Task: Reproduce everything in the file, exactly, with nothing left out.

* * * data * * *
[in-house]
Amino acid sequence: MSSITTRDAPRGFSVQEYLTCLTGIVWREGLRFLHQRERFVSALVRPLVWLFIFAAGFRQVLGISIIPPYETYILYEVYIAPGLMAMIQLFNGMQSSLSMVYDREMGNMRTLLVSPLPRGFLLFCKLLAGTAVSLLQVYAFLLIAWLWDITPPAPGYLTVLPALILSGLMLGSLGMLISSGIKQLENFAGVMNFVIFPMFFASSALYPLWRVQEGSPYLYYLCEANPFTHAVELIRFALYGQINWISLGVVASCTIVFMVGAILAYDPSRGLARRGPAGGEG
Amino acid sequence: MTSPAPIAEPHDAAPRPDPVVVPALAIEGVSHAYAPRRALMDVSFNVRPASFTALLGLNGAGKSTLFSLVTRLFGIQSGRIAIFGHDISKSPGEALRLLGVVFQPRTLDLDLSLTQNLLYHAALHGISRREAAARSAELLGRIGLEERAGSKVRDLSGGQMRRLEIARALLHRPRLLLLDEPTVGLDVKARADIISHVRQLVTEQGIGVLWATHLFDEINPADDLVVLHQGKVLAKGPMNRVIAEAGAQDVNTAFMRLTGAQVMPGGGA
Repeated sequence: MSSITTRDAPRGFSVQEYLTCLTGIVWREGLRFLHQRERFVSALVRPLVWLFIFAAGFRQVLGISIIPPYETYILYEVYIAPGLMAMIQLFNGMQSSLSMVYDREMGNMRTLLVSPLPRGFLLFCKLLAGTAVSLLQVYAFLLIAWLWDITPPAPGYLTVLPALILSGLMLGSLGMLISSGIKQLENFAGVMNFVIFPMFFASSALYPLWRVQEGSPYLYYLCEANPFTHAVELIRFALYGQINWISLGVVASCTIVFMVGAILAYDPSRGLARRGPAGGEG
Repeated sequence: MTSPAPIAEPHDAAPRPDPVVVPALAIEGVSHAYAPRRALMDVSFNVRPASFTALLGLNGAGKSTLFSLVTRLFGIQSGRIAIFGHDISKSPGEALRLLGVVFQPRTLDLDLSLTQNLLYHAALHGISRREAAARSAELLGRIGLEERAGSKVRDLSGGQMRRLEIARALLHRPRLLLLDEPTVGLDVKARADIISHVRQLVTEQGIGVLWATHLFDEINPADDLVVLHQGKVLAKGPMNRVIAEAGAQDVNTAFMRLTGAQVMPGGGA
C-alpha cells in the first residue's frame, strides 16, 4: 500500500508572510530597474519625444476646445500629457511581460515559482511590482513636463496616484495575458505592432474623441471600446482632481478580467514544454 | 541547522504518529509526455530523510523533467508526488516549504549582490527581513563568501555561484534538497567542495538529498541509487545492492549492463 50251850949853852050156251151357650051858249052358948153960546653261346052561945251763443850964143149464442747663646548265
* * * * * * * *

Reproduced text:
[in-house]
Amino acid sequence: MSSITTRDAPRGFSVQEYLTCLTGIVWREGLRFLHQRERFVSALVRPLVWLFIFAAGFRQVLGISIIPPYETYILYEVYIAPGLMAMIQLFNGMQSSLSMVYDREMGNMRTLLVSPLPRGFLLFCKLLAGTAVSLLQVYAFLLIAWLWDITPPAPGYLTVLPALILSGLMLGSLGMLISSGIKQLENFAGVMNFVIFPMFFASSALYPLWRVQEGSPYLYYLCEANPFTHAVELIRFALYGQINWISLGVVASCTIVFMVGAILAYDPSRGLARRGPAGGEG
Amino acid sequence: MTSPAPIAEPHDAAPRPDPVVVPALAIEGVSHAYAPRRALMDVSFNVRPASFTALLGLNGAGKSTLFSLVTRLFGIQSGRIAIFGHDISKSPGEALRLLGVVFQPRTLDLDLSLTQNLLYHAALHGISRREAAARSAELLGRIGLEERAGSKVRDLSGGQMRRLEIARALLHRPRLLLLDEPTVGLDVKARADIISHVRQLVTEQGIGVLWATHLFDEINPADDLVVLHQGKVLAKGPMNRVIAEAGAQDVNTAFMRLTGAQVMPGGGA
Repeated sequence: MSSITTRDAPRGFSVQEYLTCLTGIVWREGLRFLHQRERFVSALVRPLVWLFIFAAGFRQVLGISIIPPYETYILYEVYIAPGLMAMIQLFNGMQSSLSMVYDREMGNMRTLLVSPLPRGFLLFCKLLAGTAVSLLQVYAFLLIAWLWDITPPAPGYLTVLPALILSGLMLGSLGMLISSGIKQLENFAGVMNFVIFPMFFASSALYPLWRVQEGSPYLYYLCEANPFTHAVELIRFALYGQINWISLGVVASCTIVFMVGAILAYDPSRGLARRGPAGGEG
Repeated sequence: MTSPAPIAEPHDAAPRPDPVVVPALAIEGVSHAYAPRRALMDVSFNVRPASFTALLGLNGAGKSTLFSLVTRLFGIQSGRIAIFGHDISKSPGEALRLLGVVFQPRTLDLDLSLTQNLLYHAALHGISRREAAARSAELLGRIGLEERAGSKVRDLSGGQMRRLEIARALLHRPRLLLLDEPTVGLDVKARADIISHVRQLVTEQGIGVLWATHLFDEINPADDLVVLHQGKVLAKGPMNRVIAEAGAQDVNTAFMRLTGAQVMPGGGA
C-alpha cells in the first residue's frame, strides 16, 4: 500500500508572510530597474519625444476646445500629457511581460515559482511590482513636463496616484495575458505592432474623441471600446482632481478580467514544454 | 541547522504518529509526455530523510523533467508526488516549504549582490527581513563568501555561484534538497567542495538529498541509487545492492549492463 50251850949853852050156251151357650051858249052358948153960546653261346052561945251763443850964143149464442747663646548265